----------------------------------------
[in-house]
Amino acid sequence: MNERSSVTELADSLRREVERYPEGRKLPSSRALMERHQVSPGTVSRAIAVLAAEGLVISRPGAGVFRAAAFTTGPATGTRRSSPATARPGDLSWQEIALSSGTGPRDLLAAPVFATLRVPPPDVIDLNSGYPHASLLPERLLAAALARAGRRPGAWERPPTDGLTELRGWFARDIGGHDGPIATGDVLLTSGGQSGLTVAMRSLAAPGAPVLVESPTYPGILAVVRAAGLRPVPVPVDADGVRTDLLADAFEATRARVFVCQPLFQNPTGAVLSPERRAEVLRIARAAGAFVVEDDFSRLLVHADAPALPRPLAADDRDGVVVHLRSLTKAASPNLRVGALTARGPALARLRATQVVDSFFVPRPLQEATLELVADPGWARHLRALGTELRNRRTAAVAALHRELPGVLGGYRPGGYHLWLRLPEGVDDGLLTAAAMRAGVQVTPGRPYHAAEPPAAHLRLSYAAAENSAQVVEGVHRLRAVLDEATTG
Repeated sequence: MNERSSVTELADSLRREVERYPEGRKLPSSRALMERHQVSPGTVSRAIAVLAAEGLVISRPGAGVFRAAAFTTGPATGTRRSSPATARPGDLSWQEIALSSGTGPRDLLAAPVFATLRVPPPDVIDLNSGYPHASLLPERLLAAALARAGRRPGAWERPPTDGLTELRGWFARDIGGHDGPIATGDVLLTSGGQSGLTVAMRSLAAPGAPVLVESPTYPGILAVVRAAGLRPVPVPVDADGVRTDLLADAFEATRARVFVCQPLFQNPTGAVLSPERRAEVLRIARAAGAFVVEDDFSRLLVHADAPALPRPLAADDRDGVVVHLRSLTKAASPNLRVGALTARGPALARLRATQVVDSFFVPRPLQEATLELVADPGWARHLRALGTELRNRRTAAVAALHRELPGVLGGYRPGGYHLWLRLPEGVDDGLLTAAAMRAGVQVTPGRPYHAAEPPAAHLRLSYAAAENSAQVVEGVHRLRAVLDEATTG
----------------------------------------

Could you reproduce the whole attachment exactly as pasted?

[in-house]
Amino acid sequence: MNERSSVTELADSLRREVERYPEGRKLPSSRALMERHQVSPGTVSRAIAVLAAEGLVISRPGAGVFRAAAFTTGPATGTRRSSPATARPGDLSWQEIALSSGTGPRDLLAAPVFATLRVPPPDVIDLNSGYPHASLLPERLLAAALARAGRRPGAWERPPTDGLTELRGWFARDIGGHDGPIATGDVLLTSGGQSGLTVAMRSLAAPGAPVLVESPTYPGILAVVRAAGLRPVPVPVDADGVRTDLLADAFEATRARVFVCQPLFQNPTGAVLSPERRAEVLRIARAAGAFVVEDDFSRLLVHADAPALPRPLAADDRDGVVVHLRSLTKAASPNLRVGALTARGPALARLRATQVVDSFFVPRPLQEATLELVADPGWARHLRALGTELRNRRTAAVAALHRELPGVLGGYRPGGYHLWLRLPEGVDDGLLTAAAMRAGVQVTPGRPYHAAEPPAAHLRLSYAAAENSAQVVEGVHRLRAVLDEATTG
Repeated sequence: MNERSSVTELADSLRREVERYPEGRKLPSSRALMERHQVSPGTVSRAIAVLAAEGLVISRPGAGVFRAAAFTTGPATGTRRSSPATARPGDLSWQEIALSSGTGPRDLLAAPVFATLRVPPPDVIDLNSGYPHASLLPERLLAAALARAGRRPGAWERPPTDGLTELRGWFARDIGGHDGPIATGDVLLTSGGQSGLTVAMRSLAAPGAPVLVESPTYPGILAVVRAAGLRPVPVPVDADGVRTDLLADAFEATRARVFVCQPLFQNPTGAVLSPERRAEVLRIARAAGAFVVEDDFSRLLVHADAPALPRPLAADDRDGVVVHLRSLTKAASPNLRVGALTARGPALARLRATQVVDSFFVPRPLQEATLELVADPGWARHLRALGTELRNRRTAAVAALHRELPGVLGGYRPGGYHLWLRLPEGVDDGLLTAAAMRAGVQVTPGRPYHAAEPPAAHLRLSYAAAENSAQVVEGVHRLRAVLDEATTG